Saturday, September 17, 2011
Chichen-Itza (chee-chehn eet-sah) in Maya, was a sacred city of the Itza and the name literally means: "Mouth of the well of the Itza". Located 75 miles east of Mérida, the capital of the State of Yucatan, Mexico; this archaeological site is rated among the most important of the Maya culture and covers an area of approximately six square miles where hundreds of buildings once stood. Now most are mounds but more than thirty may still be seen by tourists.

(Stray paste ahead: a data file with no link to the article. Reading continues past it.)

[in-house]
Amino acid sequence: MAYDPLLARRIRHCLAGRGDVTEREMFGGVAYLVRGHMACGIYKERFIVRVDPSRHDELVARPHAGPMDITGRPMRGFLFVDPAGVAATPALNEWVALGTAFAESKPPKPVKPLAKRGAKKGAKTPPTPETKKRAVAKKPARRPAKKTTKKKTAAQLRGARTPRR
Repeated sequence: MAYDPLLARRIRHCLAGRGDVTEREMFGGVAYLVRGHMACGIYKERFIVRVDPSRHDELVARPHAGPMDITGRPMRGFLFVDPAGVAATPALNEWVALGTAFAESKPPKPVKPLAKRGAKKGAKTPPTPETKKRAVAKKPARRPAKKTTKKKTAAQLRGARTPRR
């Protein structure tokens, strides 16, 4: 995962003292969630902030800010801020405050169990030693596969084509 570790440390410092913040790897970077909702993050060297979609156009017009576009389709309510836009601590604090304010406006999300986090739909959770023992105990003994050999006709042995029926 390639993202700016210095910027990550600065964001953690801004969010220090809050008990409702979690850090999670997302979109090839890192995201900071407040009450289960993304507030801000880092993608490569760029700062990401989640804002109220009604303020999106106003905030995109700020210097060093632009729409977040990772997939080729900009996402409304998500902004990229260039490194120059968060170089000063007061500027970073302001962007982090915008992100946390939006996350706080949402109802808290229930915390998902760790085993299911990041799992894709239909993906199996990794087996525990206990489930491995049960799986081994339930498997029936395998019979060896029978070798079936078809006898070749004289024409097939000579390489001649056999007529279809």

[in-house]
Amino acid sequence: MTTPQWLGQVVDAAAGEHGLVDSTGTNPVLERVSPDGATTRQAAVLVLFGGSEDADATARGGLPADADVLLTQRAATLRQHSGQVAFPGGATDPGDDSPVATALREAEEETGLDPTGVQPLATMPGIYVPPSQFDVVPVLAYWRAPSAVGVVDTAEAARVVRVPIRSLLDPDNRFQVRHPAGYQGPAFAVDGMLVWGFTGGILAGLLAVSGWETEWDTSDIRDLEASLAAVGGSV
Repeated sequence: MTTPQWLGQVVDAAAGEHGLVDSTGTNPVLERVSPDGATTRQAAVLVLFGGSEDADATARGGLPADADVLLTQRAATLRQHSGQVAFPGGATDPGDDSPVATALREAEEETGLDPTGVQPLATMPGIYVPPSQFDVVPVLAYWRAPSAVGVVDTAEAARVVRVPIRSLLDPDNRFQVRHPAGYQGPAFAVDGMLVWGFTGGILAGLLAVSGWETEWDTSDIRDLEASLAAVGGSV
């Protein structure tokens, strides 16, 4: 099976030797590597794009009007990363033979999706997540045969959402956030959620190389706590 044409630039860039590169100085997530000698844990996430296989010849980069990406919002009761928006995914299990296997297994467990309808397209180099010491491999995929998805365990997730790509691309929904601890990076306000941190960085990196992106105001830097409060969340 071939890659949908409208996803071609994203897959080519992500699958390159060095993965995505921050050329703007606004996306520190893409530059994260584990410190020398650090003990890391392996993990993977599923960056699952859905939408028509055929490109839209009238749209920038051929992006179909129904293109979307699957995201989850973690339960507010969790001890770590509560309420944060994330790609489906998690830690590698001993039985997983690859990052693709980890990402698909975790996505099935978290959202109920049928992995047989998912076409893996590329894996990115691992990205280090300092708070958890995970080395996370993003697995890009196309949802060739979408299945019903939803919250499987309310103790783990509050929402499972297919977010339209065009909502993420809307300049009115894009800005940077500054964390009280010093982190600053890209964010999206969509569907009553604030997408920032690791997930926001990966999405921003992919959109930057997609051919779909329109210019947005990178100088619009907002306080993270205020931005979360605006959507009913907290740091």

Possibly the best known construction in Chichen itza is Kukulkan's Pyramid. El Castillo (Kukulkan-Quetzalcoatl), a square-based, stepped pyramid that is approximately 75 feet tall. This pyramid was built for astronomical purposes and during the vernal equinox (March 20) and the autumnal equinox (September 21) at about 3pm the sunlight bathes the western balustrade of the pyramid's main stairway. This causes seven isosceles triangles to form imitating the body of a serpent 37 yards long that creeps downwards until it joins the huge serpent's head carved in stone at the bottom of the stairway. Mexican researcher Luis El Arochi calls it "the symbolic descent of Kukulkan" (the feathered serpent), and believes it could have been connected with agricultural rituals. Its magnificent architecture has elements of the Maya-Tolteca combination and some buildings on Puuc style of the classic period. The Kukulkan pyramid, also known as the castle, where every year, during the spring equinox, anyone can enjoy the light and dark effect, produced by its astronomical orientation, projecting the shape of an snake descending by the stairs.